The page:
Tourism Routes and Trails
plunges into the world of "extended" tourism, offering an exploration of the "routes" phenomenon whereby tourism is no longer for a given destination, but extends over multiple sites, a territory or landscape. Covering how such routes are created, often as ways of clustering experiences, it also reviews their effects on tourism businesses, local populations and other stakeholders. Emphasizing the critical role of local communities, volunteers and small businesses, as well as those who provide strategic direction and funding, the book:
- Is based in tourism theory, but focuses on the models and practice of route formation;
- Includes a rich selection of contemporary examples and cases, showing the reader best practice as well as illustrating challenges and risks;
- Covers both strategic issues of concern to nations, regions and local authorities, and the complex dynamics occurring on the ground, such as the role of grass-roots organizations and local communities.
Routes allow destinations to diversify their offer and spread the economic and social benefits of tourism. With tourist behavior increasingly shifting to thematic experiences, this book shows how to create these in a way that is both meaningful for visitors and beneficial for the destination. Suitable for tourism policy makers, economic development agencies and local stakeholders, it is also a vital resource for the next generation; students of tourism, sociology, local politics and economic development.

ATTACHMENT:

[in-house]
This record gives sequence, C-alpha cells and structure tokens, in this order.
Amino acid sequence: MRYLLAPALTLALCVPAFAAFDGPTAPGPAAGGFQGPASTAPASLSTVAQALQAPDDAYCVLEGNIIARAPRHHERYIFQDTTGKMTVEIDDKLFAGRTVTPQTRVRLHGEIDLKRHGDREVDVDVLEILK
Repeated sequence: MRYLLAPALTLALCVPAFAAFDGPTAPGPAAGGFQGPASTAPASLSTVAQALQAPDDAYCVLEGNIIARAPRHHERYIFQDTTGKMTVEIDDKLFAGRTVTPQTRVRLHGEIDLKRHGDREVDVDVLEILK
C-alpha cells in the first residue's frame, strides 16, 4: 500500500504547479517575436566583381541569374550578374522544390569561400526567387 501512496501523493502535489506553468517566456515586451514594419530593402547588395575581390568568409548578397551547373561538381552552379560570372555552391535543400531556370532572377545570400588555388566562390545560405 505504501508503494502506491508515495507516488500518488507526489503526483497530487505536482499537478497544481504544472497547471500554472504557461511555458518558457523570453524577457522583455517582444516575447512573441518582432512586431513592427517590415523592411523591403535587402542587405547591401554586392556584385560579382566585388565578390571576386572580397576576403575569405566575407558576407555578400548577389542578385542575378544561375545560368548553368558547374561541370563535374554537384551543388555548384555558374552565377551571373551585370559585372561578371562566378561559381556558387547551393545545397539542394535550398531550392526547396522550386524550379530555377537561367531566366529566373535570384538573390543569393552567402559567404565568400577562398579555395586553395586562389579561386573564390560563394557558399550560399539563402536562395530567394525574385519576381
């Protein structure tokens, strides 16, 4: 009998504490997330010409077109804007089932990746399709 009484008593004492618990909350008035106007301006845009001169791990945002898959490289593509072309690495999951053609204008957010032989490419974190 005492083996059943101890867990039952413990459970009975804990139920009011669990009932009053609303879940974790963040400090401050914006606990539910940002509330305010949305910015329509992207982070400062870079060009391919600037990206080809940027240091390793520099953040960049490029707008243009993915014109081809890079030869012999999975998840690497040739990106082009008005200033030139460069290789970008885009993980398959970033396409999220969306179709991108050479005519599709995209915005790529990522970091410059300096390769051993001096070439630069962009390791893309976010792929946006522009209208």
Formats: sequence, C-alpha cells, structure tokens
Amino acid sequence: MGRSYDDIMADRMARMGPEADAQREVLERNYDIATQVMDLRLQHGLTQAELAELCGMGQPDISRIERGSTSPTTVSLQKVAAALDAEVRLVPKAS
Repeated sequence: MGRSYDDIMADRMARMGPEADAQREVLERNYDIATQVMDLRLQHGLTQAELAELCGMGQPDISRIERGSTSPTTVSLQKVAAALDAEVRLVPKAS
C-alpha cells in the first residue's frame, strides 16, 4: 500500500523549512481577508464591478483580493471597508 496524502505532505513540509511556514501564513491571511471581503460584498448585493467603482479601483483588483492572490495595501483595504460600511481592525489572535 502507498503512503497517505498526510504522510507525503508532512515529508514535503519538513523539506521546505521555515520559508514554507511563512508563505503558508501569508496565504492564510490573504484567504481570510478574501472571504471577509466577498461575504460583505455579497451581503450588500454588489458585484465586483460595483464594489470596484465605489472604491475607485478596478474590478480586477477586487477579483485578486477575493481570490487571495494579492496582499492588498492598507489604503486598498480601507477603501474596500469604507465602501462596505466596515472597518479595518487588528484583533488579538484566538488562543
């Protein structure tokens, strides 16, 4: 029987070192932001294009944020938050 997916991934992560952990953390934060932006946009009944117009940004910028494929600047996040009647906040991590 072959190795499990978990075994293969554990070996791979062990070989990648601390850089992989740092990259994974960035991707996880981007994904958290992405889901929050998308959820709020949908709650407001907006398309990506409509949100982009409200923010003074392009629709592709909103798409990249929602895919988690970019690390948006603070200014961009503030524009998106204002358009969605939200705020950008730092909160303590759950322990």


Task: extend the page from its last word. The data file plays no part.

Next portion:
1: Tourism Routes and their identityCase Study: Developing themed routes in Latin America: The Camino Real
2: Routes, culture and human experience
Case Study: Blue Ridge Music Trails
3: The three stages of tourism
Case Study: Arctic Coast Way
Case Study: The Brazilian long-distance trails network
5: The meaning of routes
Case Study: Lake Abbé and the Djibouti-Ethiopia LALA Transboundary Hiking Trail
6: The family of tourism routes
Case Study: Modern pilgrimage trails in Europe
7: Strategies of nations, regions and local bodies
Case Study: ‘La Route des Vins’: an engine for tourism in Alsace
Case Study: The Jordan Trail
8: Routes and the tourism industry
Case Study: QHAPAQ ÑAN
9: A roadmap for route development
Case Study: The olive oil greenway
10: The impact and benefits of routes and trails
David Ward-Perkins has been an independent consultant since 2002, with a background in business and economic development. He is an expert in the development of destinations with a strong cultural or environmental character. He has over 30 years' experience in large- and small-scale tourism development projects, throughout Europe, in North America and around the Mediterranean basin. Recent projects of David's have included strategic plans for mountain resorts and coastal areas, for urban fringe regeneration, for major heritage sites and for wildlife reserves. Important components of all these projects have been the consideration of environmental balance and the evaluation of the short and long-term economic impacts of tourism development.